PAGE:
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Living the technology vision: Realising tomorrow’s retail reality

In recent years, retailers have rediscovered something incredibly important: their purpose. In an increasingly competitive market, they realised they could differentiate their brand by highlighting the distinctive value they provide to consumers.

But knowing what your brand stands for is only part of the challenge. Delivering a customer experience that is faithful to that purpose, and which meets the expectations of always-on consumers, is far from easy. To succeed, retailers need strategic vision, inspiring leadership and – crucially – technology that is agile enough to support what the business needs, both online and in physical stores.

With that in mind, Accenture’s Technology Vision reflects the critical implications of technology for retailers. We examine some of these in the context of today’s (and tomorrow’s) retail landscape:

The high street’s extended reality

Shopping will always be a social activity. Consumers like the convenience of mobile and online shopping, but they also love the experience of visiting physical stores and interacting directly with products. This is why some retailers are breaking the boundary between “brick” and “click” and turning shopping into an immersive experience.

Across the sector, we see immersive experiences in the form of touchscreen ‘smart mirrors’ that recognise the items that customers bring to the fitting room via RFID and suggest ways to style them. And it’s not just personalisation that is enhancing the in-store experience. At one retailer, customers can use digital self-checkout that invisibly recognises their chosen items—no scanning necessary.

Innovative technology in physical stores can enable a more one-to-one service. In the US, Lowe’s is rolling out a customer-helping robot into the aisles of 11 of its stores. And convenience store 7-eleven became the first US retailer to pilot drone delivery, with a trial that dispatched orders via drone.

Enabling ‘intelligence everywhere’

For the consumer, retail innovation should seem natural and seamless. And yet, to make that innovation a reality, retailers must overcome a myriad system-integration challenges.

Take point of sale, as one example. Point of sale is rapidly becoming ‘point of service,’ where every customer interaction is integrated across shopping trolleys, sales history and returns, and then crunched by AI.  It enables retailers to create new value for consumers, but requires them to rethink their technology. Many low-volume retailers, for example, are looking into pre-integrated software-as-a-service models. Conversely, lower-value, high-volume retailers are exploring a platform approach and wide use of open-source solutions.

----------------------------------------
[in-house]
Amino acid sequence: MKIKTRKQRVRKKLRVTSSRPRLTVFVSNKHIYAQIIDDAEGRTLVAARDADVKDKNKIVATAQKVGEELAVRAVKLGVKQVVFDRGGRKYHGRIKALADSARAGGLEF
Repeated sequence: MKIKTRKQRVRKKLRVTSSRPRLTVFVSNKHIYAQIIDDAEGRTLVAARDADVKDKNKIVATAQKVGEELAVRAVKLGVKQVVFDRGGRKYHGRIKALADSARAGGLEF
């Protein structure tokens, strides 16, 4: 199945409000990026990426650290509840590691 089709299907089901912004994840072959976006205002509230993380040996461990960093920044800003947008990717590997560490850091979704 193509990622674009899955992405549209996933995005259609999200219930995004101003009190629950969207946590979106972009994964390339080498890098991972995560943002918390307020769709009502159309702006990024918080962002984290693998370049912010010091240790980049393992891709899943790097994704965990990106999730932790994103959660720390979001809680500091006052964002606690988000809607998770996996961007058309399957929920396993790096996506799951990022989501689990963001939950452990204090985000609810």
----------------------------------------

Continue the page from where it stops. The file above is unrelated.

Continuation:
Regardless of the strategy, integrating numerous consumer touchpoints is rapidly becoming the norm. Consumers expect seamless interactions and the retailer will be able to gain a more realistic view of the how the consumer shops with their brand.

Agility for the frictionless business

In the digital world, companies are enthused by new business models that shift from selling products to delivering solutions. Every business is becoming a technology business – and retail is no exception

Changing how the business makes money is no mean feat, however, and requires a new level of agility. As a result, retailers are incorporating agile methodologies, developing multimodal IT that can run at different speeds, and making full use of DevOps and the cloud. 

Replacing longstanding wholesale models will also require taking some radical steps away from legacy technologies: creating flexible and responsive integration through the adoption of server-less computing and micro-services.

Time to open the internet of thinking

To compete against online-only retailers, retailers need IT architecture that helps them respond to market shifts and emerging consumer trends. This is why retailers are thinking more like start-ups, engaging the broader ecosystem and adopting the latest thinking.

Without the scale of an Alibaba or an Amazon, retailers are increasingly teaming up with other organizations to share customer insights, technology and industry knowledge.

Forming partnerships with other businesses will give brands new capabilities that keep them at the cutting edge of retail—and at the forefront of customers’ minds.

Eighty-two percent of large, global retailers say that ecosystems are important to their disruption strategy, and a third are actively looking for partners today. These new partners could be tech firms, delivery companies or even direct competitors. Building new affiliations with businesses across industries will free retailers to innovate new products and services that meet customers’ changing expectations.

The beauty of ecosystems is that no single company owns or operates all components of the solution, making the value generated much larger than the combined value each of the players contributes individually, and the risk is distributed equally.

Conclusion: Getting ready for tomorrow’s retail landscape

Forging a meaningful and lasting connection with today’s always-on, digital-savvy consumers means using technology in a smart and responsible way. At the same time, it relies on creating new affiliations with businesses across industries to develop new products and services that meet the ambitions of customers and employees. If retailers get this right, they will find themselves at the forefront of tomorrow’s retail landscape.

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